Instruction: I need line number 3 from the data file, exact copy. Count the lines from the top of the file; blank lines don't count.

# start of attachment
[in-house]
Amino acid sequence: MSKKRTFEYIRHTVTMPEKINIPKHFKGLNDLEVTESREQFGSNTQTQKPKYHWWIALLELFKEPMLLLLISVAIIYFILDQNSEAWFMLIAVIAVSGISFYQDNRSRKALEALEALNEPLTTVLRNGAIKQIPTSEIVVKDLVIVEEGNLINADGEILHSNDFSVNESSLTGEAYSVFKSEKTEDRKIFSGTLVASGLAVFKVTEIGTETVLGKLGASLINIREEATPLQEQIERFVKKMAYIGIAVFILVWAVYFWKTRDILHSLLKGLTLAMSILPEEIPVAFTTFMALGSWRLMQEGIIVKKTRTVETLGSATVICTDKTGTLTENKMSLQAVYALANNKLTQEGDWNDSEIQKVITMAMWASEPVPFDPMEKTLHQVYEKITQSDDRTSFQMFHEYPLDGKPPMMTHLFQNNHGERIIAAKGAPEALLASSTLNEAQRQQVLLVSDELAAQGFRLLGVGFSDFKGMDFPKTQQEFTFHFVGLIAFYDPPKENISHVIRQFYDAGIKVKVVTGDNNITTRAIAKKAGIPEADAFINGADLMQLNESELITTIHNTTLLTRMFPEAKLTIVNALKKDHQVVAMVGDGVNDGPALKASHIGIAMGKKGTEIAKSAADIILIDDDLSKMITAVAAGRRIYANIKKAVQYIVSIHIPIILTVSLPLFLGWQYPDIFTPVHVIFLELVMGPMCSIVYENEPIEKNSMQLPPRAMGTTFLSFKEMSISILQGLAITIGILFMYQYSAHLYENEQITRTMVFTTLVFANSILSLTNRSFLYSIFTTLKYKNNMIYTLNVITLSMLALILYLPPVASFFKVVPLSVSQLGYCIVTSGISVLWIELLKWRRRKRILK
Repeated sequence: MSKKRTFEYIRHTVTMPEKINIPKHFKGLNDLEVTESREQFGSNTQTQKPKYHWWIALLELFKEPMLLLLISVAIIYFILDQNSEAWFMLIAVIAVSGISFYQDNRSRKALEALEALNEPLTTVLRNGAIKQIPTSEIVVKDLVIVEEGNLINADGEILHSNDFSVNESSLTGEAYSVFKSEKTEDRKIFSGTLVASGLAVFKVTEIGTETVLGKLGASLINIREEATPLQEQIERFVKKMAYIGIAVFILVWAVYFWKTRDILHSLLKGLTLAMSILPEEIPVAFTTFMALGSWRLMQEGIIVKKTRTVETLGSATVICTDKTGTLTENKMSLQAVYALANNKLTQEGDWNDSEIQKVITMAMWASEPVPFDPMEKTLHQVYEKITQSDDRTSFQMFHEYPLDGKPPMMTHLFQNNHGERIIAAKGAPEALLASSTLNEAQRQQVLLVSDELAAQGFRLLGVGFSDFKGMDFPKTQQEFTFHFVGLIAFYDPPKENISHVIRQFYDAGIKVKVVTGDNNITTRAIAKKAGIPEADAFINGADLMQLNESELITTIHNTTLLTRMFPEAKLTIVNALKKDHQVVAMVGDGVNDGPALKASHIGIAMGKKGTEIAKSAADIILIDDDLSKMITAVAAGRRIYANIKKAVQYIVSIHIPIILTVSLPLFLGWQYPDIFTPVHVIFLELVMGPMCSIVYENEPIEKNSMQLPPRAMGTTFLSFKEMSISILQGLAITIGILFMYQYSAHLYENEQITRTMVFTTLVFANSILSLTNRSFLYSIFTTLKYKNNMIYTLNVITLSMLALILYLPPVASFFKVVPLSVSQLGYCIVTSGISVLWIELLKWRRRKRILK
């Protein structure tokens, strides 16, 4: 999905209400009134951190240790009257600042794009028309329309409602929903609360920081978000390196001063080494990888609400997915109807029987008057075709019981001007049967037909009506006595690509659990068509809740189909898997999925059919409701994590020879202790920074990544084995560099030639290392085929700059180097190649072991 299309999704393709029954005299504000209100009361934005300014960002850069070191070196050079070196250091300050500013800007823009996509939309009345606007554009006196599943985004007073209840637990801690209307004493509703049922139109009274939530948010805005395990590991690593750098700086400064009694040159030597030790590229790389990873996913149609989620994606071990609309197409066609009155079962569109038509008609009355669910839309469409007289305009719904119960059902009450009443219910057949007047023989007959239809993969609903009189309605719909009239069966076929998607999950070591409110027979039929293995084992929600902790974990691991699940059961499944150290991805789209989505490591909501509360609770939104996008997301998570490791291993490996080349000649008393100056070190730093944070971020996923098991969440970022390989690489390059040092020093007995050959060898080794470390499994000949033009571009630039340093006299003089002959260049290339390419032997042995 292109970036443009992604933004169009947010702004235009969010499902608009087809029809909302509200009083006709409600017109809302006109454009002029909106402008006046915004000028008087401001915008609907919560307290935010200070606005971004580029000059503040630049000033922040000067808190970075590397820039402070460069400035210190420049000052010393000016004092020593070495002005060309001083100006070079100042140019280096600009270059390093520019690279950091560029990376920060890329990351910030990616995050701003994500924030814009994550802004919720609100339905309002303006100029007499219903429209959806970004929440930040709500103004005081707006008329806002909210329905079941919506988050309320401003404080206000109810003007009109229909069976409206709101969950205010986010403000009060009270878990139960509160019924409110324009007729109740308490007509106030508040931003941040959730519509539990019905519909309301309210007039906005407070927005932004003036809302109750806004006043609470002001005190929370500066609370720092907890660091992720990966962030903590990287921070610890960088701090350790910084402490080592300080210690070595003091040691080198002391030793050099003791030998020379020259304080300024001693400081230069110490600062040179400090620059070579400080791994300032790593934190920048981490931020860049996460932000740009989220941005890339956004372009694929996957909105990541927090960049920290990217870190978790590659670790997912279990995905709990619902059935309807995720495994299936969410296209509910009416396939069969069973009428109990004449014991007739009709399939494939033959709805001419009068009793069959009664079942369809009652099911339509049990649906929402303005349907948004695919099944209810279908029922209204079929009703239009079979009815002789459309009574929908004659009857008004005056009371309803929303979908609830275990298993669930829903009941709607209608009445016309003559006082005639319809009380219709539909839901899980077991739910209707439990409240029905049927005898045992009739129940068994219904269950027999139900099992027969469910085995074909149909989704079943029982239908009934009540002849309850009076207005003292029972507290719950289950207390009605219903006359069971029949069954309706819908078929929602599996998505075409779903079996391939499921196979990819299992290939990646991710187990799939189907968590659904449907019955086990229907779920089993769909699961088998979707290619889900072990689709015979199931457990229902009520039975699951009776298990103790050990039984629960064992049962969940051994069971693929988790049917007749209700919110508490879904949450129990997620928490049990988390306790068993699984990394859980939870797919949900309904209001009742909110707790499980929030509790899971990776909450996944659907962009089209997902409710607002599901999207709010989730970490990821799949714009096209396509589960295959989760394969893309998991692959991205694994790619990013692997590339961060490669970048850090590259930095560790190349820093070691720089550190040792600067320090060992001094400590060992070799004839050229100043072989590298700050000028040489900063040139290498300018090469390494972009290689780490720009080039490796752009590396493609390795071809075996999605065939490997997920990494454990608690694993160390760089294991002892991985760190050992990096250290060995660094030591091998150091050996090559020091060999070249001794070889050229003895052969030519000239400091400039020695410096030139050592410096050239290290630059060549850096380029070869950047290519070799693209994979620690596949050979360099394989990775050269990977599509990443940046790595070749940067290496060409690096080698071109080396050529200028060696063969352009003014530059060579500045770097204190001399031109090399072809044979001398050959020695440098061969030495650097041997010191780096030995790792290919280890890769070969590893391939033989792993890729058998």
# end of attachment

Repeated sequence: MSKKRTFEYIRHTVTMPEKINIPKHFKGLNDLEVTESREQFGSNTQTQKPKYHWWIALLELFKEPMLLLLISVAIIYFILDQNSEAWFMLIAVIAVSGISFYQDNRSRKALEALEALNEPLTTVLRNGAIKQIPTSEIVVKDLVIVEEGNLINADGEILHSNDFSVNESSLTGEAYSVFKSEKTEDRKIFSGTLVASGLAVFKVTEIGTETVLGKLGASLINIREEATPLQEQIERFVKKMAYIGIAVFILVWAVYFWKTRDILHSLLKGLTLAMSILPEEIPVAFTTFMALGSWRLMQEGIIVKKTRTVETLGSATVICTDKTGTLTENKMSLQAVYALANNKLTQEGDWNDSEIQKVITMAMWASEPVPFDPMEKTLHQVYEKITQSDDRTSFQMFHEYPLDGKPPMMTHLFQNNHGERIIAAKGAPEALLASSTLNEAQRQQVLLVSDELAAQGFRLLGVGFSDFKGMDFPKTQQEFTFHFVGLIAFYDPPKENISHVIRQFYDAGIKVKVVTGDNNITTRAIAKKAGIPEADAFINGADLMQLNESELITTIHNTTLLTRMFPEAKLTIVNALKKDHQVVAMVGDGVNDGPALKASHIGIAMGKKGTEIAKSAADIILIDDDLSKMITAVAAGRRIYANIKKAVQYIVSIHIPIILTVSLPLFLGWQYPDIFTPVHVIFLELVMGPMCSIVYENEPIEKNSMQLPPRAMGTTFLSFKEMSISILQGLAITIGILFMYQYSAHLYENEQITRTMVFTTLVFANSILSLTNRSFLYSIFTTLKYKNNMIYTLNVITLSMLALILYLPPVASFFKVVPLSVSQLGYCIVTSGISVLWIELLKWRRRKRILK